screenshot151 I’m a bit of a political junkie. During Presidential election years, and sometimes when it’s only a congressional election year, I obsessively check fivethirtyeight for the latest projections on outcomes. I get a daily email from NBC News called First Read that summarizes all the main political stories of the day. I’ll get sucked into any episode of the West Wing and follw the people on Twitter who tweet as characters from The West Wing. So when HBO released it’s documentary Game Change, I couldn’t wait to see it. Now authors Mark Halperin and John Heilermann are back with Double Down, which delves deep into the 2012 election.

If you’ve only seen Game Change, then you might assume Double Down is partisan. Although I now have the book Game Change in queue to read, after listening to the audiobook of Double Down I’m going to wager (see what I did there?) that the film Game Change told only part of the story.

Double Down is instantly engaging, enlightening, and entertaining.  It profiles the challenges the Obama administration faced running for a second term. It provides insight into all the Republican nominee wannabes, Mitt Romney’s eventual nomination, and the campaigns of both Romney and Obama.  It reveals behind the scenes drama and jubilation, insights into the character of the various candidates, what worked well in a bid for President and where the outcomes fell drastically short of expectations.

There were instances where I found myself thinking “Wow, we really dodged a bullet.  I’m glad ——– didn’t end up with the nomination.”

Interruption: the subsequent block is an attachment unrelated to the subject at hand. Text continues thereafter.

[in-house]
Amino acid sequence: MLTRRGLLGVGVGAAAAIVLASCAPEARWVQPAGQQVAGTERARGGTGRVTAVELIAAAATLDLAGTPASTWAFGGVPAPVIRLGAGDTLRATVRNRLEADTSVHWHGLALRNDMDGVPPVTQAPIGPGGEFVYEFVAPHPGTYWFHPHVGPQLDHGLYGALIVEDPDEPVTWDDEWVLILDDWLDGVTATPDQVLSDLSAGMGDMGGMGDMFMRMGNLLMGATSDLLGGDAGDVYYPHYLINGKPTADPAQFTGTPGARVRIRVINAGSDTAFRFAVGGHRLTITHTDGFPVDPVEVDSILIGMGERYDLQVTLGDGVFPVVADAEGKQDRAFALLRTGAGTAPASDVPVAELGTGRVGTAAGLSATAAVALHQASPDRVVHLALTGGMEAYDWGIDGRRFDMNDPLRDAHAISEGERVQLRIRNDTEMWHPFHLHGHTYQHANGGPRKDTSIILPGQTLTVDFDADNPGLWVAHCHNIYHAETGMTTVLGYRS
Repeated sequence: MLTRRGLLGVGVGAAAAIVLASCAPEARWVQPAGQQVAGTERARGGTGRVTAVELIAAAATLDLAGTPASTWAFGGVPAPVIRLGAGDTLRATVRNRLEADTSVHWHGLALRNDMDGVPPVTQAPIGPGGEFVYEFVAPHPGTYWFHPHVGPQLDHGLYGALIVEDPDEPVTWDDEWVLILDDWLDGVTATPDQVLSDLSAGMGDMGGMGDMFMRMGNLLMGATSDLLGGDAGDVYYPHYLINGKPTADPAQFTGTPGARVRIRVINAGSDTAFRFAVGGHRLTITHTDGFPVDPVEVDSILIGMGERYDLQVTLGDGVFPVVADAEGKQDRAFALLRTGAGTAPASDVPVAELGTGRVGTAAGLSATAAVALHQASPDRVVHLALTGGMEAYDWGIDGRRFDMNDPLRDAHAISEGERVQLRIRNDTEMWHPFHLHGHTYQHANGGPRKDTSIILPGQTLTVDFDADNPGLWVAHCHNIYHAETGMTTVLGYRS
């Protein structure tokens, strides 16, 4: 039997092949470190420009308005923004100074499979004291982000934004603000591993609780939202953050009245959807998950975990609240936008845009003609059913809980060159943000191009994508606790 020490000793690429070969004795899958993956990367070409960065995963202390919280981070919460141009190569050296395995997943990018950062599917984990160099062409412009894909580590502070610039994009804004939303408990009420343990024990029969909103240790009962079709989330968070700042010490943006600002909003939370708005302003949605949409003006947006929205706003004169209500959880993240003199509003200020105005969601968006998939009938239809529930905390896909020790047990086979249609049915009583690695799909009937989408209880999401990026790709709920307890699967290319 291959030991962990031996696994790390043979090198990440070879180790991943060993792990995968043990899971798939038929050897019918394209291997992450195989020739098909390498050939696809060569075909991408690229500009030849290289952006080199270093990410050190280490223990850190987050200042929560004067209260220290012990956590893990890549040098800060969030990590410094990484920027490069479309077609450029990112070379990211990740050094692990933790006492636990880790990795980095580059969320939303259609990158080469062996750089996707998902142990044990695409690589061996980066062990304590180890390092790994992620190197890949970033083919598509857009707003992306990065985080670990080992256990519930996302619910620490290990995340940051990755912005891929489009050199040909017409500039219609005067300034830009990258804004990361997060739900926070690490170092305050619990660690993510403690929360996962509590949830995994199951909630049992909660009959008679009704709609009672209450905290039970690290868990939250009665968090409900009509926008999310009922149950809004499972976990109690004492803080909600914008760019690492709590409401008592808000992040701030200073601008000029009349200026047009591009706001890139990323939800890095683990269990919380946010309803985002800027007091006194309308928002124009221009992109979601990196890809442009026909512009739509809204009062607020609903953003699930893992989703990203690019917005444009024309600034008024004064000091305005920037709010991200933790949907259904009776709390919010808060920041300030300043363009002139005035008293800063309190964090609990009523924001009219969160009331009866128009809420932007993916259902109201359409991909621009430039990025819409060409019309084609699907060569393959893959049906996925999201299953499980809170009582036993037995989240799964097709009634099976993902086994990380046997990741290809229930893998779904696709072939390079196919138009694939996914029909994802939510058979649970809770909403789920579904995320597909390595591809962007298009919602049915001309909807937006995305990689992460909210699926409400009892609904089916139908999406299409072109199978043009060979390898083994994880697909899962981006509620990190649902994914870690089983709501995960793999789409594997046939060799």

The book uses some incredible vocabulary. More than once I found myself wishing for a hard copy of the book so I could look up the definition of a word. In fact, that is the reason I bought the book of Game Change rather than getting the audiobook for it.

Aside from character flaws and endearments, and learning more about the inner workings of a high stakes campaign, the other key insight I got from Double Down is how a handful of very wealthy people decide who our candidates are, regardless of party.

The book took me to the things about politics I like most. The Cinderella moments, the glimpses of the people beyond what we hear in a soundbite, and the general frustrations with the process.  At times I felt the same fervor I felt during the election, despite knowing the outcomes already.

The audiobook narrator was good- clear,  just the right amount of animation, and well paced.

I think anyone who enjoys politics will enjoy Double Down.